The Army’s latest initiative to tackle racial bias within its ranks intends to remove “anything that is a divisive symbol” from formations, which could potentially include the Confederate flag, the service’s top civilian leader said Thursday.

Even as the ground service mulls its approach, Army Sec. Ryan McCarthy said the Pentagon is “very close” to making its own decision on a uniform policy pertaining to divisive symbols that will impact all the armed services.

Project Inclusion is looking at all these things and anything that is a divisive symbol, we do want to take those off our installations and keep that sort of thing out of our formations,” McCarthy said during a teleconference call with reporters Thursday.

When asked whether that policy will specifically include Confederate flags, McCarthy said, “We would have any divisive symbols on a ‘no-fly list,' if you will.”

Lt. Col. Driece Harris, a spokeswoman for the secretary, clarified that a decision has not yet been reached on whether the Confederate flag would be banned.

Some joint commands are already rolling out policies of their own. U.S. Forces Japan recently barred displays of the Confederate flag from its installations, according to a July 2 memo signed by the unified command’s leader, Air Force Lt. Gen. Kevin Schneider.

“While I acknowledge some might view [the Confederate battle flag] as a symbol of regional pride, many others in our force see it as a painful reminder of the history of hate, bigotry, treason, and devaluation of humanity that it represents,” Schneider said. “Regardless of perspective, one thing is clear: it has the power to inflame feelings of racial division. We cannot and will not tolerate a symbol that incites this sort of division among us.”

Schneider’s memo, like other instructions already issued by Marine Corps and Navy leadership, instructs commanders to identify and remove the Confederate flag from public spaces and work areas on U.S. installations.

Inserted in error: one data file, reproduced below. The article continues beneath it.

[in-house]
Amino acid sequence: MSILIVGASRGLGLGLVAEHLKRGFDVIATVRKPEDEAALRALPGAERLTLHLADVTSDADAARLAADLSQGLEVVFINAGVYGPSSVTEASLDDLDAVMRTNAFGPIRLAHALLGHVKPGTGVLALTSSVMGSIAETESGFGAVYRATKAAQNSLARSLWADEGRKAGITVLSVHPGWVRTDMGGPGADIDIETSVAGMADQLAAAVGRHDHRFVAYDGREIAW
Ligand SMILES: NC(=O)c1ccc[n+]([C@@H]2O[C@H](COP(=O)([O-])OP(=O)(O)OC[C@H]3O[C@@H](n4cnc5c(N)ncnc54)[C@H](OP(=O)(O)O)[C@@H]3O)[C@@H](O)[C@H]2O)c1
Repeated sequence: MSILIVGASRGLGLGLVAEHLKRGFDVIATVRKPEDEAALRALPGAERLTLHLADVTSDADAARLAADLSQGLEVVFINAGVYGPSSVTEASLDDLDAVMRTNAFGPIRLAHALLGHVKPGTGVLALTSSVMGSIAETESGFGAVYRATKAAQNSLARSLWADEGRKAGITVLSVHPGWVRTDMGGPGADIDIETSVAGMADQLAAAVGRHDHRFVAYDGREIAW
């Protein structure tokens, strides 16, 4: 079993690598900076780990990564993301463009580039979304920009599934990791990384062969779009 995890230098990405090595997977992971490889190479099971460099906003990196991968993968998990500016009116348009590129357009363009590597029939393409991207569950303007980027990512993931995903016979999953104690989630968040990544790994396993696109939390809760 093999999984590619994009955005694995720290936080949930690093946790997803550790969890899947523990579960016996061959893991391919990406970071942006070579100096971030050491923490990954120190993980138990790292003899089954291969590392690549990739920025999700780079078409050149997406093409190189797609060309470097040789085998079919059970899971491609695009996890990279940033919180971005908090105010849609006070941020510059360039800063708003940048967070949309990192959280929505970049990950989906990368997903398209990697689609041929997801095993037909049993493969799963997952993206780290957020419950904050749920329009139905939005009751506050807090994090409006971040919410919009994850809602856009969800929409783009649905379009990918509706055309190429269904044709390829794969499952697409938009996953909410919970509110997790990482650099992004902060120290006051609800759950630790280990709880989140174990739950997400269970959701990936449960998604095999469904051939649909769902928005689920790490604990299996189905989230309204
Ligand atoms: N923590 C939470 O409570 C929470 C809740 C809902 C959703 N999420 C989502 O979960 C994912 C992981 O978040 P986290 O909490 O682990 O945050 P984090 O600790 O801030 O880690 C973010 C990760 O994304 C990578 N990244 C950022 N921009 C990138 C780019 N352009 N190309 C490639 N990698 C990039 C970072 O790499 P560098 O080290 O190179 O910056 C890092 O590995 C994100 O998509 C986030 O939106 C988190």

Army senior leaders said they have also passed advice on to Congress regarding a similar controversy that involves 10 Army installations bearing the names of Confederate generals.

“[Civilian leaders] are working through that [advice] and trying to come up with a long-term and enduring policy,” Army Chief of Staff Gen. James McConville told reporters in late June. “We certainly have some ideas on the best ways to do this, whether its the symbology of certain things or taking a look at what the names of certain posts should be.”

Under a proposal formally released Monday, the military would receive $1 million to rename the Army posts in question, which include Fort Bragg in North Carolina, Fort Hood in Texas, and Fort Benning in Georgia.

President Donald Trump, who has rejected the idea of renaming the Army posts, previously promised to veto of any legislation including forced changes.

Both the House and Senate Armed Services Committees’ drafts of the annual defense authorization bill have provisions requiring changes to the installation names, Military Times reported Monday.

The Army has been working to address other issues of racial bias within the service through an initiative called “Project Inclusion.”

The Army announced in June that it will no longer require official photos in promotion packets, a policy that was recently expanded to all other services by Defense Secretary Mark Esper.

An Army study in 2018 showed that eliminating the photos reduced unconscious biases in the promotion process, improving the outcomes for women and minorities.

Project Inclusion also involves the review of racial disparity in the Army justice system following the release of a Government Accountability Office report last year that found black and Hispanic service members are more likely to face a trial than their white counterparts.

In June, the Army’s judge advocate general started an examination of racial disparity within the Army justice system, focusing on AWOL cases, urinalysis results, sexual assault and sexual harassment.

The Army is in the “very early stages of figuring out what could cause this,” Lt. Gen. Charles Pede, the service’s ranking attorney, told congressional lawmakers in mid-June.

Pede said he has already directed a “comprehensive assessment” in conjunction with the Army’s provost marshal general “to examine why the justice system is more likely to investigate certain soldiers and what our investigations and command decisions tell us about this issue.”

Kyle Rempfer was an editor and reporter who has covered combat operations, criminal cases, foreign military assistance and training accidents. Before entering journalism, Kyle served in U.S. Air Force Special Tactics and deployed in 2014 to Paktika Province, Afghanistan, and Baghdad, Iraq.

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